Enteric-coated mycophenolate sodium (myfortic®): An overview of current and future use in transplantation

Bruce Kaplan

Research output: Contribution to journalReview article

6 Scopus citations

Abstract

Mycophenolic acid (MPA) exerts a potent immunosuppressive effect via a number of distinct mechanisms. Use of the mycophenolate mofetil (MMF) formulation is associated with significant efficacy benefits, but gastrointestinal adverse events frequently necessitate dose reductions, interruptions or discontinuation. Enteric-coated mycophenolate sodium (EC-MPS) delays the release of MPA until the small intestine. Pivotal trials in renal transplant patients have demonstrated equivalent efficacy and safety of EC-MPS and MMF. The myfortic® Prospective Multicenter Study (myPROMS) is an international clinical trial of EC-MPS, with 14 subprotocols and 1700 patients, in de novo and maintenance renal transplant patients receiving cyclosporine, with or without corticosteroids. Results from three myPROMS studies have confirmed thatmaintenance patients can be safely converted from MMF to EC-MPS. Evidence from the US and European myPROMS studies have shown that EC-MPS and cyclosporine provide good efficacy with a favorable safety profile (including gastrointestinal tolerability) regardless of whether higher or lower cyclosporine C2 targets are used. In terms of quality of life, interim results from the Patient Reported Outcomes in renal transplant patients with or without GastroIntestinal Symptoms (PROGIS) study suggest that the conversion of MMF-treated patients with gastrointestinal complaints to EC-MPS may be associated with a significant improvement in gastrointestinal burden, health-related quality of life and psychological well-being. However these data will need to be confirmed in a true controlled trial. Only limited data fromclinical trials of EC-MPS in non-renal transplantation are currently available.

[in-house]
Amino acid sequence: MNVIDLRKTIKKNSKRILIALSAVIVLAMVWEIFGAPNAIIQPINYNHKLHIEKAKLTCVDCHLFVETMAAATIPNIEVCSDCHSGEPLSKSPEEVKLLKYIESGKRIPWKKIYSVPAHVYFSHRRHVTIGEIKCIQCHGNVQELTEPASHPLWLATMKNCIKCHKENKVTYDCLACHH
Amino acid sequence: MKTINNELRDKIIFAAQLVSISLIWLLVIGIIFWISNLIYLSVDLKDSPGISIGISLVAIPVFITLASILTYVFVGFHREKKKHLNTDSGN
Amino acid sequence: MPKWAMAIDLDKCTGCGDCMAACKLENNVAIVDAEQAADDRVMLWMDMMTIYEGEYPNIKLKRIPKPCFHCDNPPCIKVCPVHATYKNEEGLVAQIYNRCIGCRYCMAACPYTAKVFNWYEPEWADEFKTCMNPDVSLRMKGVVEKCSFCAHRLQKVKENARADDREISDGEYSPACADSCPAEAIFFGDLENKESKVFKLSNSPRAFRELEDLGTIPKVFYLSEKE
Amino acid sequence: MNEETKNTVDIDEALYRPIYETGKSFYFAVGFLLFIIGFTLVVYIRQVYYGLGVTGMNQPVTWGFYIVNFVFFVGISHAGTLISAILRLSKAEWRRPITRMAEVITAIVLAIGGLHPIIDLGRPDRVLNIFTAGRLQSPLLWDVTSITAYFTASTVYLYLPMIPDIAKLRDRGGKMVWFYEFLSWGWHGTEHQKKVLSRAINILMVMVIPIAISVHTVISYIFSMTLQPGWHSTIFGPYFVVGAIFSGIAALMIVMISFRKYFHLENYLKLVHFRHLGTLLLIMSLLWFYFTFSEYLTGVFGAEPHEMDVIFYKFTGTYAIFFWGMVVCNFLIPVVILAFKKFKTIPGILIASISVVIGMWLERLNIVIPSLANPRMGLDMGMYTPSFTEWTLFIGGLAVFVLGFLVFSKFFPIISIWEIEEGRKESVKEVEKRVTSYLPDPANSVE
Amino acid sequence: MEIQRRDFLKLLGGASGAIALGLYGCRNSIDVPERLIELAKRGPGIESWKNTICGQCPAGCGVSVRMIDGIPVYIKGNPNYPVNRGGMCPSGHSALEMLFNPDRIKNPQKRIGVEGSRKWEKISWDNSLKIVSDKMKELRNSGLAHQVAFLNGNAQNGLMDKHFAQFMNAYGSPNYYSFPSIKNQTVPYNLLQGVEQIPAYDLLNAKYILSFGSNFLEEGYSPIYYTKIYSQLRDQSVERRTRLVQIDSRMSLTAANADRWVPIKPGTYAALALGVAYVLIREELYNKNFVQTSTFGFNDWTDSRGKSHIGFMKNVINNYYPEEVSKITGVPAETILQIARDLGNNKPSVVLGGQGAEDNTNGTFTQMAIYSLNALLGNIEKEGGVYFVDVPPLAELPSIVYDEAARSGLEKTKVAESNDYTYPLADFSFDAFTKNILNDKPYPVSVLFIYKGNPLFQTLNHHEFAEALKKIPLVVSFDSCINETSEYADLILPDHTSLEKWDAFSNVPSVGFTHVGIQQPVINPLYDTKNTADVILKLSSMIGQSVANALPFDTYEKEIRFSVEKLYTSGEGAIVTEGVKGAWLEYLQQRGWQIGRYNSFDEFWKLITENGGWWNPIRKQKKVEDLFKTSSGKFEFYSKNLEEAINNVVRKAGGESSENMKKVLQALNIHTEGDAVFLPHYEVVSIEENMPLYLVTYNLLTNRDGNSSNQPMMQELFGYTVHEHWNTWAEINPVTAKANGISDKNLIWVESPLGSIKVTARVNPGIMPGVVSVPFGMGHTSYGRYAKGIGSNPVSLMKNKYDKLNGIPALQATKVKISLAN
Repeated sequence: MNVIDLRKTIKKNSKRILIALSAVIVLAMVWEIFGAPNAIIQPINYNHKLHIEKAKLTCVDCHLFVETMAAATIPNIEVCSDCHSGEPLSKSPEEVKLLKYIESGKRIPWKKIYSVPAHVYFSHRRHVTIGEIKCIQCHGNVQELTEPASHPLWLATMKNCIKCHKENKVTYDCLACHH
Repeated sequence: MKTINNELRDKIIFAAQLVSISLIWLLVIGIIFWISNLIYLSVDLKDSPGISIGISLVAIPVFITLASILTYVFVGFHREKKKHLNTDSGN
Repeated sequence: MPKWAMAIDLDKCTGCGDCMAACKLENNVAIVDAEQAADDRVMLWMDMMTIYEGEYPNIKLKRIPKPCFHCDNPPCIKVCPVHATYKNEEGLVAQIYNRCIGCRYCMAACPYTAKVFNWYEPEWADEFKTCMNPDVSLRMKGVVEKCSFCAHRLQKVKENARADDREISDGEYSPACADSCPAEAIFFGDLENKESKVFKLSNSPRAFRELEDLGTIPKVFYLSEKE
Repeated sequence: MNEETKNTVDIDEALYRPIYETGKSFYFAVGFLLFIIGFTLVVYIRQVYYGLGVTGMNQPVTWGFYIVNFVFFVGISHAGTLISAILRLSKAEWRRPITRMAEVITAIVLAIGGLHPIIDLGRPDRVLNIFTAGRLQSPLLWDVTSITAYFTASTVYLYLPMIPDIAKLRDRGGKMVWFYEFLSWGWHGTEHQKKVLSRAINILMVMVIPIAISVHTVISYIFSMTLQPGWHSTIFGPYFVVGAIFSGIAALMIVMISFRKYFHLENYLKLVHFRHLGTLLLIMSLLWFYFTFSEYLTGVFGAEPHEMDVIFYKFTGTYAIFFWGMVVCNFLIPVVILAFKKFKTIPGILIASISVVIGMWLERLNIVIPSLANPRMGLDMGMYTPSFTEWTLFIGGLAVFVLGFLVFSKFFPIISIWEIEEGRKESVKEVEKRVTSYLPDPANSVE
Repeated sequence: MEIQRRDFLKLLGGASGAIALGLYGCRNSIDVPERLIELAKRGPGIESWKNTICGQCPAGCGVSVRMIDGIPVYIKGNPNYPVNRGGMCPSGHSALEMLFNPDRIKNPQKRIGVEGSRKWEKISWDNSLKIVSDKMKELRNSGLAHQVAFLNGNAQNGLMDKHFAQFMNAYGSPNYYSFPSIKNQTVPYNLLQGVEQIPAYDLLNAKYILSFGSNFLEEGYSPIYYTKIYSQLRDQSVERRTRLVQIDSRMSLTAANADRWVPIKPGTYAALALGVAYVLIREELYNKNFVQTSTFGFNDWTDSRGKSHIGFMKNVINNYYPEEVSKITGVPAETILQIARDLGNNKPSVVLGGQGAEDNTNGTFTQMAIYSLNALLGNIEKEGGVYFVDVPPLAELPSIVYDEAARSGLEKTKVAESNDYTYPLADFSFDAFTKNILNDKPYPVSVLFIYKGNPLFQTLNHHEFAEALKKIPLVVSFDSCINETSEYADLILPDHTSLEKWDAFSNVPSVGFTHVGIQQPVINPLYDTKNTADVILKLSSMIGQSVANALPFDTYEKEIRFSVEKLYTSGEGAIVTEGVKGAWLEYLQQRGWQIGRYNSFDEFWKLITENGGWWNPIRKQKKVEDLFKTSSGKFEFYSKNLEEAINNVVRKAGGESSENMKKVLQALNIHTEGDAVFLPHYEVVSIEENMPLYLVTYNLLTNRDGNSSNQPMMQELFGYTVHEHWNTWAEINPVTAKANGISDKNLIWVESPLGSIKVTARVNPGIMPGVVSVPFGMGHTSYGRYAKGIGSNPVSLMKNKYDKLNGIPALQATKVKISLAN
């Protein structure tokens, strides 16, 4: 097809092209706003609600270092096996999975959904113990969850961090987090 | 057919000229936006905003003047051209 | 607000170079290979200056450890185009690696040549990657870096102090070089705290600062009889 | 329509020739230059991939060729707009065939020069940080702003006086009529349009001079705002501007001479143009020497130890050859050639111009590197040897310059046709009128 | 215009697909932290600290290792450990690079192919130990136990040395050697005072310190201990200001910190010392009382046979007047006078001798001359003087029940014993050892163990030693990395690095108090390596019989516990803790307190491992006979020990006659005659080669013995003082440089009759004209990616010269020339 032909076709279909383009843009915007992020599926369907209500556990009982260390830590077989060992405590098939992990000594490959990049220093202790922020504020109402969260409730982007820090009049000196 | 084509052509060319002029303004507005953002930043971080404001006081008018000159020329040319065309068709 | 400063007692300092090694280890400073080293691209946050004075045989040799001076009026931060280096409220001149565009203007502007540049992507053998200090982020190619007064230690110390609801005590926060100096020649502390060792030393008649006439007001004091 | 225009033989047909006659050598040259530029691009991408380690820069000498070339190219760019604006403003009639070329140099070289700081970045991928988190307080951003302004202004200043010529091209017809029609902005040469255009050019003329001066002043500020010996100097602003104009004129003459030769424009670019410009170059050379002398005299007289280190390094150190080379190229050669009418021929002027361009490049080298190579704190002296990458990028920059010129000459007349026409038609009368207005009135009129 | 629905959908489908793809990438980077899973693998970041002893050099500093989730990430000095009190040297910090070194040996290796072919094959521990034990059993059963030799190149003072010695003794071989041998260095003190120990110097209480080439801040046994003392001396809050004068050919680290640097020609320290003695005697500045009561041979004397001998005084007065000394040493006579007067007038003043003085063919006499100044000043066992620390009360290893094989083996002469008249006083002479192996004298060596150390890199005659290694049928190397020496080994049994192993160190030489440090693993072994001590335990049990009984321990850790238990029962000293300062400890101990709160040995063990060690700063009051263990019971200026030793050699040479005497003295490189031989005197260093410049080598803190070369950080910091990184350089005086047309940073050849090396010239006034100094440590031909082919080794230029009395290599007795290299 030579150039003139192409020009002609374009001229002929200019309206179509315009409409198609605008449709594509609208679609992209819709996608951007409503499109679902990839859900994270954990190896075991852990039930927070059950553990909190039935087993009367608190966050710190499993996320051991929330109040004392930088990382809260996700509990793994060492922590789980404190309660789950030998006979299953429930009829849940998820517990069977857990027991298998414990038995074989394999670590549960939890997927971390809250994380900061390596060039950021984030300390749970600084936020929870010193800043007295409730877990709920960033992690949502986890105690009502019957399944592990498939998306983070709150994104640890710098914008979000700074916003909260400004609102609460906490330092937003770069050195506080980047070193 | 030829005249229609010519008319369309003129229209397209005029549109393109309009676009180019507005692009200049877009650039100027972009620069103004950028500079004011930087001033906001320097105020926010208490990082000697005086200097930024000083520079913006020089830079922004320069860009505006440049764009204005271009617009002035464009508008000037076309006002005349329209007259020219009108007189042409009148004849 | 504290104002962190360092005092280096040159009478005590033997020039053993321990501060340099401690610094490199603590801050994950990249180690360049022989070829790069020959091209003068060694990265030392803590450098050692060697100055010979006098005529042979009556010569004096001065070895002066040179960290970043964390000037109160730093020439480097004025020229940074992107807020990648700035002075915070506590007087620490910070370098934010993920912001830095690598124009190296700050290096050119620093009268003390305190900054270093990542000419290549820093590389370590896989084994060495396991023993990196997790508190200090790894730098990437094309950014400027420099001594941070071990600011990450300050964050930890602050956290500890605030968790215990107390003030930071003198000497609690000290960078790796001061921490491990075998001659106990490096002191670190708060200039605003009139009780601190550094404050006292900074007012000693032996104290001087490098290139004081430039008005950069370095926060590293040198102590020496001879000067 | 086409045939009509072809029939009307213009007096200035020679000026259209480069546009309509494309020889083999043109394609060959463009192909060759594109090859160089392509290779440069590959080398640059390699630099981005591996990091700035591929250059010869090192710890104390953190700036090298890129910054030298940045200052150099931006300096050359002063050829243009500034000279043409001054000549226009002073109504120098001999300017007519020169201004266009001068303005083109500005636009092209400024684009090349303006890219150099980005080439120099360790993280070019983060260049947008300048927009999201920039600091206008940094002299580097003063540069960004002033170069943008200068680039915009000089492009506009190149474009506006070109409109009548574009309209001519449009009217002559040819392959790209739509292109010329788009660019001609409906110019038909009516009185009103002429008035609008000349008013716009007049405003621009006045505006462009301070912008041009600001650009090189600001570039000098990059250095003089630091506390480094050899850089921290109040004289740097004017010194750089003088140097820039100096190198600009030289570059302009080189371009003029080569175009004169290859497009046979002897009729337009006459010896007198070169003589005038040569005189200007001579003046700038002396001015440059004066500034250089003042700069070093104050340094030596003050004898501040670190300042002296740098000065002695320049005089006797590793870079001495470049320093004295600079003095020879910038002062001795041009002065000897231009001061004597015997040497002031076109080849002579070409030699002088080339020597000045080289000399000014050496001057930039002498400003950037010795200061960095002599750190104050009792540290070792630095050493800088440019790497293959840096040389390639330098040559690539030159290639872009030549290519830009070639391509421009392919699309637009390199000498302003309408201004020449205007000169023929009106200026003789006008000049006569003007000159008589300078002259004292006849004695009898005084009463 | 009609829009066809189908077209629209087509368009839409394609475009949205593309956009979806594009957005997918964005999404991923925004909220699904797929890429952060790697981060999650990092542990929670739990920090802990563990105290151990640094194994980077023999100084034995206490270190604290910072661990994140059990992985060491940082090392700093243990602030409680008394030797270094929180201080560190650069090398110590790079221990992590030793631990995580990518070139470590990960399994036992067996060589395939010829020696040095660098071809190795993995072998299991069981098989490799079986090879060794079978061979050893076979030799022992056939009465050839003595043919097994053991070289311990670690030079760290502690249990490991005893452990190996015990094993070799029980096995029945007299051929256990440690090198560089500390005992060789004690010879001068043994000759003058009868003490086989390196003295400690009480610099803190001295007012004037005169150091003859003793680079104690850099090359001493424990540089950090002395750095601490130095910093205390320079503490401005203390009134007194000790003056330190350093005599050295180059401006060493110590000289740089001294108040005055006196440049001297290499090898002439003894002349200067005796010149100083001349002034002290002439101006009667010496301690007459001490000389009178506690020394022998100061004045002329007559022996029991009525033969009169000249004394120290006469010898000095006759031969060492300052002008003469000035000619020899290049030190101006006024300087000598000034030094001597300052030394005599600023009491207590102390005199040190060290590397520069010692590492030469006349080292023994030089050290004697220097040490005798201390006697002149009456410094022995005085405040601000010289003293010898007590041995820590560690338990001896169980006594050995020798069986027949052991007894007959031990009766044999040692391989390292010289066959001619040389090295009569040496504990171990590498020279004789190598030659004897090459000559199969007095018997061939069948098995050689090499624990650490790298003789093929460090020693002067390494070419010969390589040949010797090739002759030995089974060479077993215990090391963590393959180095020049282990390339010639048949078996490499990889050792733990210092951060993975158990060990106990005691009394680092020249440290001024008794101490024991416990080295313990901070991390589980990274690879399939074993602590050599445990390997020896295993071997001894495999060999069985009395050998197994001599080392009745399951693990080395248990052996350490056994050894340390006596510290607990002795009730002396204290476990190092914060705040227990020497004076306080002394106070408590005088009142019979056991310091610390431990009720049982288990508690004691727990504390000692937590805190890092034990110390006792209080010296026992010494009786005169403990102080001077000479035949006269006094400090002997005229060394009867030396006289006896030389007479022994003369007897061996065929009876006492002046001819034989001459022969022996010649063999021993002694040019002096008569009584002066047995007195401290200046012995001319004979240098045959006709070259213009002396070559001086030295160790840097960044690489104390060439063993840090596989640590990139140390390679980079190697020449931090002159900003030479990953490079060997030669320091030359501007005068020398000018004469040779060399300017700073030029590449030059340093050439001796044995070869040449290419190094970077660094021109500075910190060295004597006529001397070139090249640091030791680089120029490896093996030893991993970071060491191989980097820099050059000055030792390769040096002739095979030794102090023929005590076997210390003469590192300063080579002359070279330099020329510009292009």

Original languageEnglish (US)
Pages (from-to)1-8
Number of pages8
JournalDrugs
Volume66
Issue numberSUPPL. 2
DOIs
StatePublished - Dec 5 2006

ASJC Scopus subject areas

  • Pharmacology (medical)

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